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  • June 3, 2014
  • 07:37 AM
  • 1,342 views

Sharing Our Sorrow Via Facebook

by Jalees Rehman in Fragments of Truth

Geteiltes Leid ist halbes Leid ("Shared sorrow is half the sorrow") is a popular German proverb which refers to the importance of sharing bad news and troubling experiences with others. The therapeutic process of sharing takes on many different forms: we may take comfort in the fact that others have experienced similar forms of sorrow, we are often reassured by the empathy and encouragement we receive from friends, and even the mere process of narrating the details of what is troubling........ Read more »

  • June 2, 2014
  • 11:48 PM
  • 750 views

Blasphemous art and attitudes towards censorship: Examining an apparent double standard

by Scott McGreal in Eye on Psych

Blasphemous artworks highlight the tension between support for free speech and the desire not to offend. A recent study on attitudes towards censorship highlights a double standard among non-religious people when it comes to offending Muslims versus Christians, that may be indicative of a wider social problem in current Western society. ... Read more »

  • June 2, 2014
  • 07:02 AM
  • 875 views

You wanted to be a leader! Act like one! (or else)

by Rita Handrich in The Jury Room

We’ve written about women and leadership before. While some new research shows female leaders handle stress more effectively than male leaders, we’re not going to write about that one today. Instead, here is a report on a study showing some other good news: women are no longer punished for behaving assertively in a leadership role! […]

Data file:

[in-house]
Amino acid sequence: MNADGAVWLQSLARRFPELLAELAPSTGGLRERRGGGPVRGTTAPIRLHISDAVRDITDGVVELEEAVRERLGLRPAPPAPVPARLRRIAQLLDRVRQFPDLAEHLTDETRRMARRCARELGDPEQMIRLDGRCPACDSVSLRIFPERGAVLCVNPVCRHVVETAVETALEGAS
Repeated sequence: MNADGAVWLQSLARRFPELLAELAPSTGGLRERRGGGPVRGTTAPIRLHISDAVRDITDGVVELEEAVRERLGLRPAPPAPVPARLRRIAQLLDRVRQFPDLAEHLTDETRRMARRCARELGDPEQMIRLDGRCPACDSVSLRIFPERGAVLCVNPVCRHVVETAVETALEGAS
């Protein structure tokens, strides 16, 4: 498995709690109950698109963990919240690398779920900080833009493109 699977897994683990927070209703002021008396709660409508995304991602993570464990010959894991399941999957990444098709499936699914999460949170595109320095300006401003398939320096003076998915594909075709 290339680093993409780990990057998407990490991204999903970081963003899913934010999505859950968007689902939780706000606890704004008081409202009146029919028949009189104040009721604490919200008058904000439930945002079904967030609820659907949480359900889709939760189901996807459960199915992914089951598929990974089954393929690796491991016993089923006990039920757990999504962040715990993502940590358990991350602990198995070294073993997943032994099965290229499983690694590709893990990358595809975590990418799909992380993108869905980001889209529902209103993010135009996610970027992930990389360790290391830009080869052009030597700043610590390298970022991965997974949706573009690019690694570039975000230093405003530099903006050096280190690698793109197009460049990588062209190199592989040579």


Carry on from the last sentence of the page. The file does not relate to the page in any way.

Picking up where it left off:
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This is what a good leader does not look like
Everyday racism at work: Hope for African American Women?
“It was ‘a man’s work’........ Read more »

  • May 31, 2014
  • 10:06 AM
  • 910 views

Ostracism, A Stressful and Aversive Part of Everday Life

by Dan DeFoe in Psycholawlogy

Ostracizers ignore and exclude others. Their victims have all sorts of negative reactions to this social rejection, which generally threatens the target’s sense of worth and existence. Ostracism victims’ hurt ranges from increased sadness and anger to decreased feelings of belonging, control, self-esteem, and meaningful existence.
Researchers recently explored those powerful effects of this [...]
The post Ostracism, A Stressful and Aversive Part of Everday Life appeared first on Psyc........ Read more »

Nezlek, J., Wesselmann, E., Wheeler, L., & Williams, K. (2012) Ostracism in everyday life. Group Dynamics: Theory, Research, and Practice, 16(2), 91-104. DOI: 10.1037/a0028029  

  • May 30, 2014
  • 05:40 PM
  • 1,105 views

Should Doctors ‘Google’ Their Patients?

by Jalees Rehman in Fragments of Truth

Beware of what you share. Employers now routinely utilize internet search engines or social network searches to obtain information about job applicants. A survey of 2,184 hiring managers and human resource professionals conducted by the online employment website CareerBuilder.com revealed that 39% use social networking sites to research job candidates. Of the group who used social networks to evaluate job applicants, 43% found content on a social networking site that caused them to not hire a ca........ Read more »

  • May 29, 2014
  • 07:59 AM
  • 922 views

How You Probably Discriminate and Don’t Even Know It